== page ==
Taking into consideration some advice we were given the previous night; the three of us, Christian, Ben, and myself, decided to split off from the group and change our plan for the running. We were going to move further up the street, towards the start, where we would be on the first stretch on the straightaway. We would be facing the Bulls, head-on, via Calle Santo Domingo. We still had two hours before the fireworks would be shot off, indicating the Bulls were released. Normally, more time to think and prepare before you do something this intense would be a good thing. But we did not feel that way at all. Instead, it was two hours to sit with your thoughts, trying to convince yourself to not back out. This became tougher and tougher with each sight of other runners with scarred faces and broken arms in casts from injuries acquired in the previous days’ runnings.

The shrine of San Fermin, passed through the crowd. In a reactionary response, I just ran over to it and touched it, asking for his blessing of a safe running. The hours turned into minutes. The chants then began to roar through the streets and out of the tiny alleyways. “…Gora San Fermin” They finished and the crowd, which was packed by the starting line, then retreated to their respective positions along the course. I knew the end was close, I had convinced myself that this was going to be worth it. But I’ve never been more scared in my entire life. My heart had sunk so low in my chest as my pulse began to beat uncontrollably fast. Ben was 10 yards ahead of me up the street and Christian was a dozen yards down the street. I was alone.
There it was, the first firework exploded in the air, echoing down the narrow street, immediately followed by the second. One by one, runners began to repeatedly jump into the air like the fans at a Duke Blue Devils game. The was a sea of white in front of me, jumping up and down, trying to get a glimpse of where the Bulls where. Then, without warning, the crowd parted down the center and there immersed 3, great, black, beasts, with heads lowered and horns pointed right towards us. Without even thinking, I immediately turned and began to break out in a full sprint. Adrenaline was now coursing through my veins. Against better judgement, and common sense, I began to run with my head looking back to see how far, or rather close, the Bulls were. Didn’t need a yardstick to determine that distance. By this point, I had veered towards the right side of the street as we passed a church on our left. One by one the Bulls & steers began to pass me on my left, but it wasn’t all of them. Another look behind me revealed a rogue bull trailing behind me. The guy behind me went to the ground and the bull ran over him. I then began to panic, bad! I felt that I could no longer outrun the bull and feared I would be trampled if I couldn’t dodge this bull. I juked to the right. Pressing my back against the wall, hands crossed my groin (as if that would protect me), and just braced myself. The bull’s head was sweeping the street, left and right, horns pointed straight ahead and at knee high. I watched as the bull passed right in front of me, never breaking eye contact with the beast’s pitch black eyes, as it moved by within a few feet of me. I did it!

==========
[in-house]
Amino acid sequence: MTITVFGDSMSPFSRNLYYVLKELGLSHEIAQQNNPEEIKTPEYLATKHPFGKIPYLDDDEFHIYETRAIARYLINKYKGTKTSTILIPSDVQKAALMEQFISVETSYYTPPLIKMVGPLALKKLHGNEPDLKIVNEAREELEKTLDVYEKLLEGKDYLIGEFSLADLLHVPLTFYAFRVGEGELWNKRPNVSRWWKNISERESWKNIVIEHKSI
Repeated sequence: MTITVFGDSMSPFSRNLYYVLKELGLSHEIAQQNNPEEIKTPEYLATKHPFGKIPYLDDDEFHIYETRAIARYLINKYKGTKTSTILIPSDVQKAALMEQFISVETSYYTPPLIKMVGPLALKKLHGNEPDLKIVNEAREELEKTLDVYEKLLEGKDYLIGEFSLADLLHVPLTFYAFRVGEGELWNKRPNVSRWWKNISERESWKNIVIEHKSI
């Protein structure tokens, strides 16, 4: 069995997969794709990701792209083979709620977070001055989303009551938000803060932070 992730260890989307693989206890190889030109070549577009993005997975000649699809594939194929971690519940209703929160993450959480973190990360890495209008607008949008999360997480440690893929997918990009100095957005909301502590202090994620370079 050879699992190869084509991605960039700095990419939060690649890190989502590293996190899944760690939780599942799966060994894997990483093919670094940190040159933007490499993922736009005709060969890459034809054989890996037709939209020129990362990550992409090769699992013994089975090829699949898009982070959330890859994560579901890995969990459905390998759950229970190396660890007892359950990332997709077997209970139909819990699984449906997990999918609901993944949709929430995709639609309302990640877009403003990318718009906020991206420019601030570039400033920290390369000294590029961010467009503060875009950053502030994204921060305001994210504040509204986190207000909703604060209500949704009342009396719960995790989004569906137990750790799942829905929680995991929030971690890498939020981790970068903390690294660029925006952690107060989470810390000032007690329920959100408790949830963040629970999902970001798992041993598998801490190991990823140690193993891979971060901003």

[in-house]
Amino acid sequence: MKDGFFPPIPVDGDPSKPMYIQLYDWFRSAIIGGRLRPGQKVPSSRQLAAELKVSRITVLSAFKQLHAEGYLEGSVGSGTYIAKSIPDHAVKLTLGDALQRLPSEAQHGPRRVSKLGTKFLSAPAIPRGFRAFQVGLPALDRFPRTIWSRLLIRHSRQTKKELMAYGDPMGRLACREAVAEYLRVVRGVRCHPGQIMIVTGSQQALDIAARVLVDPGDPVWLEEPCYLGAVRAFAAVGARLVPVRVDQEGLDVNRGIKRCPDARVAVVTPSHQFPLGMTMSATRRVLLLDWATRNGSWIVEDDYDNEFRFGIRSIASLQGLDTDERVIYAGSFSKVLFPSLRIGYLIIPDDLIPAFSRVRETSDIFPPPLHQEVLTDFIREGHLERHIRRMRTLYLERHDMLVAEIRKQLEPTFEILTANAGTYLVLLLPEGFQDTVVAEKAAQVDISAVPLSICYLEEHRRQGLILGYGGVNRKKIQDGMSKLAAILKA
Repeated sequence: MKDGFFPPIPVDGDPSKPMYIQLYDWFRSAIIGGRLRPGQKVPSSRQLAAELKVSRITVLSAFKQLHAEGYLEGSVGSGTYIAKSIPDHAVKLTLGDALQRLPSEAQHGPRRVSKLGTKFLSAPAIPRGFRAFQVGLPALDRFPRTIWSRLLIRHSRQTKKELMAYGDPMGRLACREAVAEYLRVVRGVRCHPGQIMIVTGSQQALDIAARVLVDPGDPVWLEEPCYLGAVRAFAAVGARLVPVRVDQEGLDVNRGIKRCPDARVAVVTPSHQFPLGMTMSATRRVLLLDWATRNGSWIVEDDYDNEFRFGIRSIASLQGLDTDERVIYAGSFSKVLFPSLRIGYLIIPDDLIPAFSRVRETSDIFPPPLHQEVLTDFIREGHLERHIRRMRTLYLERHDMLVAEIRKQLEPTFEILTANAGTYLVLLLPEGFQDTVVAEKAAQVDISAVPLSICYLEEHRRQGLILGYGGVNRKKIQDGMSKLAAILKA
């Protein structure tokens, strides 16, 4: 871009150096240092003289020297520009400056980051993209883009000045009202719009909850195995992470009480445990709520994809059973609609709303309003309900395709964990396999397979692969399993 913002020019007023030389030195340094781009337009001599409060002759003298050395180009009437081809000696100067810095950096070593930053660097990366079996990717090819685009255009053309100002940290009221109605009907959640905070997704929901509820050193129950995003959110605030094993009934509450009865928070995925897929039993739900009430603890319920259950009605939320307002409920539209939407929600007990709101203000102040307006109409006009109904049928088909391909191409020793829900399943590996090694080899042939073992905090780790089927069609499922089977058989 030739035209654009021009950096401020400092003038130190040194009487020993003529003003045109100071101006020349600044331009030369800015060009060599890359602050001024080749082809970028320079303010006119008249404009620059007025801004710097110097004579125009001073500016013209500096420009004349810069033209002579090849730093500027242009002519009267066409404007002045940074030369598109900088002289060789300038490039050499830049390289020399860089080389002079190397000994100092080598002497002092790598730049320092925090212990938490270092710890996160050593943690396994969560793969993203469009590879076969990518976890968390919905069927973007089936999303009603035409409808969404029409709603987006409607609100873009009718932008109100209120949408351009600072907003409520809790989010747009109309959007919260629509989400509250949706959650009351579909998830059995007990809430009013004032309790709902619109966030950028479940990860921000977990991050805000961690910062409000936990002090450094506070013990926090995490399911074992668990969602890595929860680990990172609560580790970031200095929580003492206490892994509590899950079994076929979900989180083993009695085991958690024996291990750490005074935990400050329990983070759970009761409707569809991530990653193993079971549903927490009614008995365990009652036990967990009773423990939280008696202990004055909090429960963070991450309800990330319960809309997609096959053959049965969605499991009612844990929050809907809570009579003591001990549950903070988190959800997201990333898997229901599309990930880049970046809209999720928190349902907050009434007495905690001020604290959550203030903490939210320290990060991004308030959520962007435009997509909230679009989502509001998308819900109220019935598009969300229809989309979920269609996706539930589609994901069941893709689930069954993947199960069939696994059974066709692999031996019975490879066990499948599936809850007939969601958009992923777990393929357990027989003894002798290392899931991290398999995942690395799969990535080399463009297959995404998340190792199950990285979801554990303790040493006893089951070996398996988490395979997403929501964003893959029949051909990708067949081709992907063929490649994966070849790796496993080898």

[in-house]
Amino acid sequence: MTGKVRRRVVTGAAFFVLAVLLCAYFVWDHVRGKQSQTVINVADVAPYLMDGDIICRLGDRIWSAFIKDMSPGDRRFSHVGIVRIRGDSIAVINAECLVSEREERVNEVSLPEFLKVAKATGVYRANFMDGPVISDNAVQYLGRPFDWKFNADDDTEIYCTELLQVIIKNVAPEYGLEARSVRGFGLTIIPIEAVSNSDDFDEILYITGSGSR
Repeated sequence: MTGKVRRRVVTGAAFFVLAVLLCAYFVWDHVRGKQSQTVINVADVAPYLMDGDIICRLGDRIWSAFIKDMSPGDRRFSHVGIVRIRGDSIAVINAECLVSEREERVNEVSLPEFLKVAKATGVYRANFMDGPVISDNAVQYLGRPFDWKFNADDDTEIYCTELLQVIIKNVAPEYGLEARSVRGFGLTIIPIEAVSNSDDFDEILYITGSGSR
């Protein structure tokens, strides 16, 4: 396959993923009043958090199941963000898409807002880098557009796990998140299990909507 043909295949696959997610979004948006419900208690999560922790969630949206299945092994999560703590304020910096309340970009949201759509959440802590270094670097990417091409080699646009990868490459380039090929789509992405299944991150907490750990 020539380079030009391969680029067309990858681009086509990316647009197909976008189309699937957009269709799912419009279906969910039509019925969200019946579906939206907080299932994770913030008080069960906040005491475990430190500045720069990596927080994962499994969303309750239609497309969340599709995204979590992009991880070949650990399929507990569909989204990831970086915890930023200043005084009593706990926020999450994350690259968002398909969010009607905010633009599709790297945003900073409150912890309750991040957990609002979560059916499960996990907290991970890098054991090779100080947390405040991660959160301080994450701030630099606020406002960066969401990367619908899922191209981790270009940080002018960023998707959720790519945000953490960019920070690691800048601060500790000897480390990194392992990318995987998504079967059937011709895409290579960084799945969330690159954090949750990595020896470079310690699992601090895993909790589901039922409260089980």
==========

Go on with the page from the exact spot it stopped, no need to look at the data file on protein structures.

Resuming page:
Looking to my right, there was Christian, not four feet to my side also pressed against the wall. We both broke out into a sprint, directly behind the last steer, be lining it to the slatted fences in the Plaza Consistorial. Christian dove through the middle as I bucked my body over him, onto the top rung. The two of us, elated with joy and excitement, hugged one another and stood in disbelief that we just survived one of the most insane things you could ever do.

We ran through the side streets of Pamplona to reach our meeting spot by the statue dedicated to the Encierro. One by one, our group began to return, each with a different story from their experience. It wasn’t until Ben finally returned did we realize the three of us had the exact same story and that we were all on the same wall without even realizing it.


You can see exactly the scene I just described in the full running of the bulls Day 4 video below at 45 seconds. Look on the left side along the wall!

Ben’s Story:
After the three of us took refuge along the wall to avoid the last bull, he broke into a dead sprint towards the Plaza de Toros. He made it into the ring before the last steers arrived. It was a madhouse of smaller Bulls jumping over runners that were huddled on the ground near the pens and others running around. Once he saw one runner flipped over by a bull, he immediately jumped the ring’s wall into the crowd.